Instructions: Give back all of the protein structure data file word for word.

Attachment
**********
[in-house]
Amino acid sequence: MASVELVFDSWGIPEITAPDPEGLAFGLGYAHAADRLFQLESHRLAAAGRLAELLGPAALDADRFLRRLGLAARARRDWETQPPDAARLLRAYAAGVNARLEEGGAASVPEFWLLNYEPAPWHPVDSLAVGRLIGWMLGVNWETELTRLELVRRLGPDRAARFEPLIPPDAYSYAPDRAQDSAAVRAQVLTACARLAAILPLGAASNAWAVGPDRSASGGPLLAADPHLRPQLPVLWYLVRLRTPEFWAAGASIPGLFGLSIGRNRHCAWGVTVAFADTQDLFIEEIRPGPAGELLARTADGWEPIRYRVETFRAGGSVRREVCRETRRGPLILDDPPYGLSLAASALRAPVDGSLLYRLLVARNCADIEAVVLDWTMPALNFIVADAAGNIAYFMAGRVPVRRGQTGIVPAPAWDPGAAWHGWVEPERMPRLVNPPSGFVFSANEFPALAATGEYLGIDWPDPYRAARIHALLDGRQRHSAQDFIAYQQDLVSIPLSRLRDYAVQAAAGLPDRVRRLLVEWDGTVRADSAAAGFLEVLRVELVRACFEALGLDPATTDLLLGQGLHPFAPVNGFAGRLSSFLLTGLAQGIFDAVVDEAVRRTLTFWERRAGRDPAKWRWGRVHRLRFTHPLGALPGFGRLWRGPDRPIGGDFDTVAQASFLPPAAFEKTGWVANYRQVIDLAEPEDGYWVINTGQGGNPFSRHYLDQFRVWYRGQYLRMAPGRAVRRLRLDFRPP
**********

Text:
[in-house]
Amino acid sequence: MASVELVFDSWGIPEITAPDPEGLAFGLGYAHAADRLFQLESHRLAAAGRLAELLGPAALDADRFLRRLGLAARARRDWETQPPDAARLLRAYAAGVNARLEEGGAASVPEFWLLNYEPAPWHPVDSLAVGRLIGWMLGVNWETELTRLELVRRLGPDRAARFEPLIPPDAYSYAPDRAQDSAAVRAQVLTACARLAAILPLGAASNAWAVGPDRSASGGPLLAADPHLRPQLPVLWYLVRLRTPEFWAAGASIPGLFGLSIGRNRHCAWGVTVAFADTQDLFIEEIRPGPAGELLARTADGWEPIRYRVETFRAGGSVRREVCRETRRGPLILDDPPYGLSLAASALRAPVDGSLLYRLLVARNCADIEAVVLDWTMPALNFIVADAAGNIAYFMAGRVPVRRGQTGIVPAPAWDPGAAWHGWVEPERMPRLVNPPSGFVFSANEFPALAATGEYLGIDWPDPYRAARIHALLDGRQRHSAQDFIAYQQDLVSIPLSRLRDYAVQAAAGLPDRVRRLLVEWDGTVRADSAAAGFLEVLRVELVRACFEALGLDPATTDLLLGQGLHPFAPVNGFAGRLSSFLLTGLAQGIFDAVVDEAVRRTLTFWERRAGRDPAKWRWGRVHRLRFTHPLGALPGFGRLWRGPDRPIGGDFDTVAQASFLPPAAFEKTGWVANYRQVIDLAEPEDGYWVINTGQGGNPFSRHYLDQFRVWYRGQYLRMAPGRAVRRLRLDFRPP